Principals at School 1567 and School 186 take care to say they do not ask parents for money. Both schools, however, have conspicuous renovation projects under way in an era when public institutions simply do not renovate.

Russians still believe their education system to be among the world's best. Students at both the "ordinary" School 186 and at the advanced School 1567 begin foreign language study in first grade, algebra and geometry in sixth, chemistry in seventh -- a more accelerated program than in most of their American counterparts, education experts say.

'Schools are a big deal'

"Schools are a big deal here -- they are very proud of their education system," says Kathy Lotspeich, coordinator in Moscow for a U.S.-sponsored high school exchange program. "I expected a strict, harsh, Communist atmosphere, and I was shocked that it's not that way at all."

There are, though, few figures for measuring how Moscow's 1,400 schools and 1.1 million students actually perform. Or even for determining what resources they have. Moscow school administrators offered budget figures but then retracted them. There officially are no dropouts because school is compulsory. There are no statistics on how many high school students go on to college, a school spokeswoman said, because such figures "do not reveal the quality of education."

As for standardized tests, until recently there has been none, making comparisons between the Russian present and the Soviet past impossible.

The Soviet tradition always emphasized group success over individual success. It is an ingrained habit that Ms. Lotspeich says leads sometimes to "what we call cheating -- it's not uncommon for students to sit four to a desk and help each other on a test."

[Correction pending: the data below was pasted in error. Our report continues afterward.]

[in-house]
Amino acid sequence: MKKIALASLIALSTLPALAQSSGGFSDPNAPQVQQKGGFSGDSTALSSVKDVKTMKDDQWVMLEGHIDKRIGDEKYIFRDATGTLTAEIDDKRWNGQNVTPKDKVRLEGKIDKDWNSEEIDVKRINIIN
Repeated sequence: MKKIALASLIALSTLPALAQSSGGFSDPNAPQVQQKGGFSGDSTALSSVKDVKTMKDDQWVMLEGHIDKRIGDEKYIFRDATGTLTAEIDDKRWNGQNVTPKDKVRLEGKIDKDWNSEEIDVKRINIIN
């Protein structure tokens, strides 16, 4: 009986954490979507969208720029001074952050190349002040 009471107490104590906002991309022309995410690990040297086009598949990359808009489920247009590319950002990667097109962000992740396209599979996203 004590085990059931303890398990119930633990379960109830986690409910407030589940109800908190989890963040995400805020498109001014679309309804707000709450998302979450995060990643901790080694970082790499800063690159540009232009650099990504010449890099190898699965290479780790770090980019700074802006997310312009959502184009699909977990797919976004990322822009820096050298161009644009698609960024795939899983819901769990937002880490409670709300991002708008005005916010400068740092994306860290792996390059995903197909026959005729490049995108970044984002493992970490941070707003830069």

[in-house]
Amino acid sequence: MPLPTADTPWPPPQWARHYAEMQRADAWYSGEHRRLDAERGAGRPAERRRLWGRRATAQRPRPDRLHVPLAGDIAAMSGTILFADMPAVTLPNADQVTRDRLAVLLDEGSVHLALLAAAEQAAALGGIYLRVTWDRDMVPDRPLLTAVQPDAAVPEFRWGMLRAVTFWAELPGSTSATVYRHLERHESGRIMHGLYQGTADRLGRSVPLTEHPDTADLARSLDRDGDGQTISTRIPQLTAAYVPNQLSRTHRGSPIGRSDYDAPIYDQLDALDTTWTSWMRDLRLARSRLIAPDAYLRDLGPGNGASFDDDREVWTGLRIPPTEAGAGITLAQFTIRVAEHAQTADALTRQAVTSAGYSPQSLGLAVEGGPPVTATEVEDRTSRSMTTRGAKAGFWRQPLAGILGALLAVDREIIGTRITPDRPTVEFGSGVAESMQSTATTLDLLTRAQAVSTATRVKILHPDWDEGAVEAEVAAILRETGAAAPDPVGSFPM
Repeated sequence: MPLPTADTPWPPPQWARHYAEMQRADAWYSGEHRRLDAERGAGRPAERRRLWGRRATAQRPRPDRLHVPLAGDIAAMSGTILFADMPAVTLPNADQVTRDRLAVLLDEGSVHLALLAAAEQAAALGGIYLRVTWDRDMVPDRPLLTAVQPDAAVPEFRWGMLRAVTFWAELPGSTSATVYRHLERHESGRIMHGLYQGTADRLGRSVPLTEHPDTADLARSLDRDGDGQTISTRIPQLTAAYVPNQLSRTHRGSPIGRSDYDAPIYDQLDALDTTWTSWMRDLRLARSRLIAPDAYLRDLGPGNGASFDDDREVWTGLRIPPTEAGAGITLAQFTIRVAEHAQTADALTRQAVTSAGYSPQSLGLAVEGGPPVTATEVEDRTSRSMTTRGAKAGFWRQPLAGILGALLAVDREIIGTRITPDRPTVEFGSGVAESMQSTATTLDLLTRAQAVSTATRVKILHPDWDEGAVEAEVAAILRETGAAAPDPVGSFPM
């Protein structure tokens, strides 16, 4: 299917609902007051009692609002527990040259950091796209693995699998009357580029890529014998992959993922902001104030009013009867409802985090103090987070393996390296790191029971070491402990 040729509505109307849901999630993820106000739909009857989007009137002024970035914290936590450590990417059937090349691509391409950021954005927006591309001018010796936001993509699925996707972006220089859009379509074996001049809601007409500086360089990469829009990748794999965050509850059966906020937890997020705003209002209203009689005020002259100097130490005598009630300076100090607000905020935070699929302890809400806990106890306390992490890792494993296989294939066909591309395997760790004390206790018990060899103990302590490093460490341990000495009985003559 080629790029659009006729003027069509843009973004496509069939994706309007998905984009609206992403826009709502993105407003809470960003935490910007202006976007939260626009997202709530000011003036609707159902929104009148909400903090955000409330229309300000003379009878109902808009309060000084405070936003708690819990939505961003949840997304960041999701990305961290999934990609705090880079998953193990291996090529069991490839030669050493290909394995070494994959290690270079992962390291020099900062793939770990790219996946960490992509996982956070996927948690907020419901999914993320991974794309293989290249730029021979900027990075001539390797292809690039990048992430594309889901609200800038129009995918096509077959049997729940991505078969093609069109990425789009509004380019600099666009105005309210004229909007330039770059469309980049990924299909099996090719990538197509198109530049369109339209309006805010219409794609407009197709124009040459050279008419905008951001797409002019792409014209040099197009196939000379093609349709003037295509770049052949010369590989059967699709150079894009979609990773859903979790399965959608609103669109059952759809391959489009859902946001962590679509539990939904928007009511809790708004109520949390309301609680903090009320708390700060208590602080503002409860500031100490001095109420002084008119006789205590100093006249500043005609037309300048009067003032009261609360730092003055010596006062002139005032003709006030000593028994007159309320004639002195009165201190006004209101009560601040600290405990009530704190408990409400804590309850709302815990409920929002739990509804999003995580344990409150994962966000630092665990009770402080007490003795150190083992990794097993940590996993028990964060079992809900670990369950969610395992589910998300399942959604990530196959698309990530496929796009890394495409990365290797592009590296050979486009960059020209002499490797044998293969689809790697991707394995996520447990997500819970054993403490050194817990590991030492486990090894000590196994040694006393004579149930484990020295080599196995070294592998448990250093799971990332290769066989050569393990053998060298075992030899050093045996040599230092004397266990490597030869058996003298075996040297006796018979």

A new independence

But the current generation of students is showing signs of independent thinking, independence unheard of in Soviet times, and it is a change that has inspired teachers.

"Despite the hardships, all schools function," says Tatiana Gorbachev, principal of School 186. Mikhail Fidler, principal of School 1567, was without his secretary -- who found a better wage than the $18 a month the school offered -- but on the first day of classes was cheerfully answering the school phone and sorting paperwork.

Eleventh-grade students in Olga Sventsitskaya's English class study late into the night. They read the novels of Steinbeck and Faulkner in English, speak English in class -- and have been disappointed to learn from e-mail correspondence with students Atlanta and elsewhere that high school students in the United States know little or nothing about Russian writers, and not much about American writers.

Tatiana Dergunova attended School 1567 for 11 years as a student; she has worked there 33 years as a fourth-grade teacher. She wouldn't think of leaving, even though she spends half her salary of $100 a month on transportation to and from work.

These, she says, are exciting times to be a teacher.

"Children are more interesting," she says. "They're more free, and I see a sparkle in their eyes and that's because nowadays there's no one controlling schools."